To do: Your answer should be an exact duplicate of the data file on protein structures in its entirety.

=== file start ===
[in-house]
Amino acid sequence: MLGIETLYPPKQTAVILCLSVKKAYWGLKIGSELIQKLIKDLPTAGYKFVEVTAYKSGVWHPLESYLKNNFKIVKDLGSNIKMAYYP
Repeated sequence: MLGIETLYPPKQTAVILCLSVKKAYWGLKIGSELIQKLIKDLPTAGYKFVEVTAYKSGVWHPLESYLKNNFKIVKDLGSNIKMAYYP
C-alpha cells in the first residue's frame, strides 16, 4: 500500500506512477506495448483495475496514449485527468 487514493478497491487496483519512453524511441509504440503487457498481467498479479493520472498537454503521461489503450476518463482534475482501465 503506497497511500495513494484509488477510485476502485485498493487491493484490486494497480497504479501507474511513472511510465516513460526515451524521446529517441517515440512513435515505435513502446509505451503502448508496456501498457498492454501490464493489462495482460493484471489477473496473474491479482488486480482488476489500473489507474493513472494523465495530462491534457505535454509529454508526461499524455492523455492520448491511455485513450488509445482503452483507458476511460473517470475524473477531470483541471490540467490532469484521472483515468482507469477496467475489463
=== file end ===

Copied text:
[in-house]
Amino acid sequence: MLGIETLYPPKQTAVILCLSVKKAYWGLKIGSELIQKLIKDLPTAGYKFVEVTAYKSGVWHPLESYLKNNFKIVKDLGSNIKMAYYP
Repeated sequence: MLGIETLYPPKQTAVILCLSVKKAYWGLKIGSELIQKLIKDLPTAGYKFVEVTAYKSGVWHPLESYLKNNFKIVKDLGSNIKMAYYP
C-alpha cells in the first residue's frame, strides 16, 4: 500500500506512477506495448483495475496514449485527468 487514493478497491487496483519512453524511441509504440503487457498481467498479479493520472498537454503521461489503450476518463482534475482501465 503506497497511500495513494484509488477510485476502485485498493487491493484490486494497480497504479501507474511513472511510465516513460526515451524521446529517441517515440512513435515505435513502446509505451503502448508496456501498457498492454501490464493489462495482460493484471489477473496473474491479482488486480482488476489500473489507474493513472494523465495530462491534457505535454509529454508526461499524455492523455492520448491511455485513450488509445482503452483507458476511460473517470475524473477531470483541471490540467490532469484521472483515468482507469477496467475489463